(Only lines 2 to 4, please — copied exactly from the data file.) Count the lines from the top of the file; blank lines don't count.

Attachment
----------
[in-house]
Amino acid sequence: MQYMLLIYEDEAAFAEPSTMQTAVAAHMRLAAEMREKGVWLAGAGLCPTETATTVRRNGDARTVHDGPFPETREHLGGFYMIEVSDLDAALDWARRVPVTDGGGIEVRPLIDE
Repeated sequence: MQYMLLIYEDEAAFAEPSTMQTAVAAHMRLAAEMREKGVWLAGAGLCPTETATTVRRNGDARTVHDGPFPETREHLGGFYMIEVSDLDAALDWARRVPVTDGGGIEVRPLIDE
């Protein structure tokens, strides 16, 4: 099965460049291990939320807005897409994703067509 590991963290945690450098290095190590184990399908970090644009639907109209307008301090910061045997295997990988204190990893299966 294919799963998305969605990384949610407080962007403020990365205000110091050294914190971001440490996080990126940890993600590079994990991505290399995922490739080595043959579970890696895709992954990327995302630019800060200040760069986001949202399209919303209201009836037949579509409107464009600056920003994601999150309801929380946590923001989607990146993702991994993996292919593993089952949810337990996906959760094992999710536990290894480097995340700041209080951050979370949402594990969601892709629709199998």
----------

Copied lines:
Amino acid sequence: MQYMLLIYEDEAAFAEPSTMQTAVAAHMRLAAEMREKGVWLAGAGLCPTETATTVRRNGDARTVHDGPFPETREHLGGFYMIEVSDLDAALDWARRVPVTDGGGIEVRPLIDE
Repeated sequence: MQYMLLIYEDEAAFAEPSTMQTAVAAHMRLAAEMREKGVWLAGAGLCPTETATTVRRNGDARTVHDGPFPETREHLGGFYMIEVSDLDAALDWARRVPVTDGGGIEVRPLIDE
């Protein structure tokens, strides 16, 4: 099965460049291990939320807005897409994703067509 590991963290945690450098290095190590184990399908970090644009639907109209307008301090910061045997295997990988204190990893299966 294919799963998305969605990384949610407080962007403020990365205000110091050294914190971001440490996080990126940890993600590079994990991505290399995922490739080595043959579970890696895709992954990327995302630019800060200040760069986001949202399209919303209201009836037949579509409107464009600056920003994601999150309801929380946590923001989607990146993702991994993996292919593993089952949810337990996906959760094992999710536990290894480097995340700041209080951050979370949402594990969601892709629709199998």